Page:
The set of performance requirements is listed in Tab. 1. During the test campaign all requirements except for the relative intensity noise were verified; see for instance Fig. 6 for the measured frequency noise at mid temperature. The frequency stability of the EBB is well within the requirement in the whole measurement band from 0.1 mHz to 1 Hz even in a thermal environment significantly worse than the GOCE environment. Fig. 7 depicts the relative intensity noise at mid temperature. The requirement is not met between 2 mHz and 0.5 mHz. The polarisation orientation in the fibres of the fibre amplifier has been observed to be temperature sensitive, leading to power of up to 3 % in the orthogonal polarisation. The downstream optical isolator translates these polarization fluctuations into intensity noise. The photo detector in the power control loops is located before the isolator, such that the power control loop has no impact on the intensity changes caused by the isolator. Furthermore, the coupling ratio of the used tap couplers for power stabilisation was found to be polarisation sensitive. In combination with polarisation changes due to temperature changes, this led to a degradation of relative intensity noise performance. This issue will be tackled in a next design iteration of the fibre amplifier.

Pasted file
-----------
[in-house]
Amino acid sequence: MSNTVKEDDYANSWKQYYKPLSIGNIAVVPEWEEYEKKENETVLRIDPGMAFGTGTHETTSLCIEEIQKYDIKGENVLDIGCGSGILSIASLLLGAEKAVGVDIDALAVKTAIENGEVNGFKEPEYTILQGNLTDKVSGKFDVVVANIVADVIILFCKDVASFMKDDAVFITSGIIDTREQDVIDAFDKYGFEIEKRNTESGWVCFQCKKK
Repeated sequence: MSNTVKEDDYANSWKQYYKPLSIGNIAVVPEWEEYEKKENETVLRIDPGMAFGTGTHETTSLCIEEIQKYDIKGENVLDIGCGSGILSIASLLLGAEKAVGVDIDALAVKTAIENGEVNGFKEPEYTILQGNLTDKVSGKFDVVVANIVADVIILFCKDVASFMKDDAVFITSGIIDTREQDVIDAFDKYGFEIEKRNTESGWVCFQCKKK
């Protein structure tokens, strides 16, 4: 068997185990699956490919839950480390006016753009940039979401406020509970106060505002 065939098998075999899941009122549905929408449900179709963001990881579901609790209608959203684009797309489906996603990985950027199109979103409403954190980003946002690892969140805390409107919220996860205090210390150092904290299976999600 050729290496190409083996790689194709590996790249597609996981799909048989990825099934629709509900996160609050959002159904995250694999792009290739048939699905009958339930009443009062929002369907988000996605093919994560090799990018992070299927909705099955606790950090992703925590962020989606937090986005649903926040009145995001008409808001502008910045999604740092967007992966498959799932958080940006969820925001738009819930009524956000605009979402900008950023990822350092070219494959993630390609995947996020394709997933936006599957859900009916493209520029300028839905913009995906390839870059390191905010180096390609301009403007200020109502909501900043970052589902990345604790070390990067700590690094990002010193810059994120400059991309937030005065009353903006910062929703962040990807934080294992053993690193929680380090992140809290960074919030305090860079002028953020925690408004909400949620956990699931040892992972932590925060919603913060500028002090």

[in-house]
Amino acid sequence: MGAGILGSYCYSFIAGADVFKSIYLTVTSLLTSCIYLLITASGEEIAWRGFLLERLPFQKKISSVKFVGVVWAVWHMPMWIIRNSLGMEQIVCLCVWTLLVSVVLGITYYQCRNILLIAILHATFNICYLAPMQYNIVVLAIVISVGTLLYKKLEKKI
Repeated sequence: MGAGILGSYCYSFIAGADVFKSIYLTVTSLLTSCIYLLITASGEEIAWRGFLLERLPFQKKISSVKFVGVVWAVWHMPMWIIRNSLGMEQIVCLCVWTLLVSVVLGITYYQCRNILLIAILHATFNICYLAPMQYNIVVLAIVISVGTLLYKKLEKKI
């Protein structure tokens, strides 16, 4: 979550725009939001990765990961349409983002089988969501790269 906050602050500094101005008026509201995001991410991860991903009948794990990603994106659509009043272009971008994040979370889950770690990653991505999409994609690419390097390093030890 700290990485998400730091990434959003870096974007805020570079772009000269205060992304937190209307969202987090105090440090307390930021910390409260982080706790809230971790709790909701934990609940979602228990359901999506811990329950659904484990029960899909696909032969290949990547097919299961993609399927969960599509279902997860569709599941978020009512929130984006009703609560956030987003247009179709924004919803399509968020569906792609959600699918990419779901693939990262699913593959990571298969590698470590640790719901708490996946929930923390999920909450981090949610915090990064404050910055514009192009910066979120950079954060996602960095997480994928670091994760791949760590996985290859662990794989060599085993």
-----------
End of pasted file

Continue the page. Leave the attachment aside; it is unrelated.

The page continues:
The optical cavity assembly and the fibre power amplifier (including the pump diode box) have successfully passed a non-operational thermal cycling test at ambient pressure. The temperature of the cavity was cycled from -20 °C to +50 °C and from -40 °C to +50 °C for the other two modules at a rate of < 2 K/min. The tests described in Section III were repeated and no degradation of the performance was detected in the subsequent performance characterization of the EBB.
SUMMARY AND OUTLOOK
We have presented the design and performance characterization of a high stability laser EBB. The laser system meets all requirements except for relative intensity noise within a frequency range of 2 mHz to 0.5 mHz. Polarisation fluctuation in combination with the design of the control loop were found to cause this issue. This will be further investigated and tackled in the next design iteration.